Portland General Electric (PGE) announced on Thursday, January 14, that Oregon's only coal plant will close by 2020. The Boardman coal plant, which burns 300 tons of coal per hour and releases carcinogenic chemicals into Oregon's air, has been the target of a Sierra Club anti-coal campaign, as well as a thorn in Mayor Sam Adams' side. "Seventy percent of Portland's energy comes from non-renewable fossil fuels," said Adams, welcoming the announcement. "This is a huge positive step forward." The Sierra Club says it will continue pushing to shut the plant down sooner, preferably by 2014. PGE has not yet firmed up a transition plan for what fuels it will use to fill the gap left by Boardman, or how the shutdown will affect customers' utility bills. SARAH MIRK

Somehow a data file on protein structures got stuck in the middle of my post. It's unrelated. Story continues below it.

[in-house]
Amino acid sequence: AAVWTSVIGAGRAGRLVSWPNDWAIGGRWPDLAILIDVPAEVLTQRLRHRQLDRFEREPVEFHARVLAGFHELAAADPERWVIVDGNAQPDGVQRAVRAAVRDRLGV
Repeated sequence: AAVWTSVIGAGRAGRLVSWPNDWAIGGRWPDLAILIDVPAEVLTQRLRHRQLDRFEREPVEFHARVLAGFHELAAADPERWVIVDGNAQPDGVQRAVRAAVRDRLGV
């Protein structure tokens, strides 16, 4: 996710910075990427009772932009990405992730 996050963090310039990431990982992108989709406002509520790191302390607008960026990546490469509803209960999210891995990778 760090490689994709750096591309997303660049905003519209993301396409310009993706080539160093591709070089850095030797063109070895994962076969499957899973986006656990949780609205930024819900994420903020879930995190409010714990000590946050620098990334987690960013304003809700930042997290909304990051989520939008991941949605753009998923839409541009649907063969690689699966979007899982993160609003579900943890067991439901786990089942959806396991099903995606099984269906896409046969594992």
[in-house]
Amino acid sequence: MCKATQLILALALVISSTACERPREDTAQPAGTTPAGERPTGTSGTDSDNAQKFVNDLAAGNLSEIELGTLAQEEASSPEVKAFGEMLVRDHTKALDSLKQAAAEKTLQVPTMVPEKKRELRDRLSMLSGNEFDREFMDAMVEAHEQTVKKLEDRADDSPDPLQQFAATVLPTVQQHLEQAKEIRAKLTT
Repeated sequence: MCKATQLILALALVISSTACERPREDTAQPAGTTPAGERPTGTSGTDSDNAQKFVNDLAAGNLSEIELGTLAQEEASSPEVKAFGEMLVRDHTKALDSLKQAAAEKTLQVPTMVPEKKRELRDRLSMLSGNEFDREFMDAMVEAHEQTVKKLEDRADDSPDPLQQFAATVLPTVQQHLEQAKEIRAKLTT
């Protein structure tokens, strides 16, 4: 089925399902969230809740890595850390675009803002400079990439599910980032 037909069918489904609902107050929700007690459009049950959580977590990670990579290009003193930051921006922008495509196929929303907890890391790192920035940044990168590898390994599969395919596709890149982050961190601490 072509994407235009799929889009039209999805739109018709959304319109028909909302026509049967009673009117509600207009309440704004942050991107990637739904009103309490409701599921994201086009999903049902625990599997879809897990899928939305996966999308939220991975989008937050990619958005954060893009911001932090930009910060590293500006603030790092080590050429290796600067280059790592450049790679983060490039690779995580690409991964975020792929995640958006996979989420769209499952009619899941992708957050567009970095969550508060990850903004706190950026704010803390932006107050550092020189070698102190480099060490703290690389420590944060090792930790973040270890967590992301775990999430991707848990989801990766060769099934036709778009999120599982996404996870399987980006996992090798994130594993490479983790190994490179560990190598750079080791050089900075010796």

Four major local leaders sent a letter to the Washington and Oregon state governors on Tuesday, January 19, demanding a new plan for the controversial Columbia River Crossing project. Portland Mayor Sam Adams, Vancouver Mayor Tim Leavitt, Clark County Commissioner Steve Stuart, and Metro Council President David Bragdon told the governors in no uncertain terms that the environmental, physical, and financial footprint of the proposed $3.6 billion bridge will have "unacceptable impacts" on local communities. The politicos want the state to draw up a more realistic strategy for funding the bridge that does not "cannibalize" other important local transportation projects. The letter comes just before an important meeting of the Project Sponsors Council on Friday, January 22. The last meeting in December drew over 100 protesters. SM.